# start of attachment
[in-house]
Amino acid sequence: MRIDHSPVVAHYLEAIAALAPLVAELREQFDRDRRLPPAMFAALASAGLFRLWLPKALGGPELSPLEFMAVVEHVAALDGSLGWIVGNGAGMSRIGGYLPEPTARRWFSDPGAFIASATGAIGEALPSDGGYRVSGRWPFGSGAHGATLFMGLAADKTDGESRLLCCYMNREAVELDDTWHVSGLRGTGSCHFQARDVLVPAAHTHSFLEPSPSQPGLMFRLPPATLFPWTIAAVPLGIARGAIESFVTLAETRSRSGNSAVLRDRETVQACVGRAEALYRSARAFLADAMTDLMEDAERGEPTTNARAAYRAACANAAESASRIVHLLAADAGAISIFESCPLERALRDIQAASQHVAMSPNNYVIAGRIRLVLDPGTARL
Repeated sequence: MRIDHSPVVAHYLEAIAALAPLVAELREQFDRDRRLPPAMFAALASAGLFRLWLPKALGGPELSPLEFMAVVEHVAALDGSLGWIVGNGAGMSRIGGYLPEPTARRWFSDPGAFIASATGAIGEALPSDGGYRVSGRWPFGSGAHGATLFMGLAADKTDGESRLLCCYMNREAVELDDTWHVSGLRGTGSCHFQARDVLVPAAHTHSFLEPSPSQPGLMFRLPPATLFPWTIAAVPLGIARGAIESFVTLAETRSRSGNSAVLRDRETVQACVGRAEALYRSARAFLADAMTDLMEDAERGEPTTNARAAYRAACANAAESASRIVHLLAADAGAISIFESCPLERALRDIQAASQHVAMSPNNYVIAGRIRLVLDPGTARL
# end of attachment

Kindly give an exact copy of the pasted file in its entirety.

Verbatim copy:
[in-house]
Amino acid sequence: MRIDHSPVVAHYLEAIAALAPLVAELREQFDRDRRLPPAMFAALASAGLFRLWLPKALGGPELSPLEFMAVVEHVAALDGSLGWIVGNGAGMSRIGGYLPEPTARRWFSDPGAFIASATGAIGEALPSDGGYRVSGRWPFGSGAHGATLFMGLAADKTDGESRLLCCYMNREAVELDDTWHVSGLRGTGSCHFQARDVLVPAAHTHSFLEPSPSQPGLMFRLPPATLFPWTIAAVPLGIARGAIESFVTLAETRSRSGNSAVLRDRETVQACVGRAEALYRSARAFLADAMTDLMEDAERGEPTTNARAAYRAACANAAESASRIVHLLAADAGAISIFESCPLERALRDIQAASQHVAMSPNNYVIAGRIRLVLDPGTARL
Repeated sequence: MRIDHSPVVAHYLEAIAALAPLVAELREQFDRDRRLPPAMFAALASAGLFRLWLPKALGGPELSPLEFMAVVEHVAALDGSLGWIVGNGAGMSRIGGYLPEPTARRWFSDPGAFIASATGAIGEALPSDGGYRVSGRWPFGSGAHGATLFMGLAADKTDGESRLLCCYMNREAVELDDTWHVSGLRGTGSCHFQARDVLVPAAHTHSFLEPSPSQPGLMFRLPPATLFPWTIAAVPLGIARGAIESFVTLAETRSRSGNSAVLRDRETVQACVGRAEALYRSARAFLADAMTDLMEDAERGEPTTNARAAYRAACANAAESASRIVHLLAADAGAISIFESCPLERALRDIQAASQHVAMSPNNYVIAGRIRLVLDPGTARL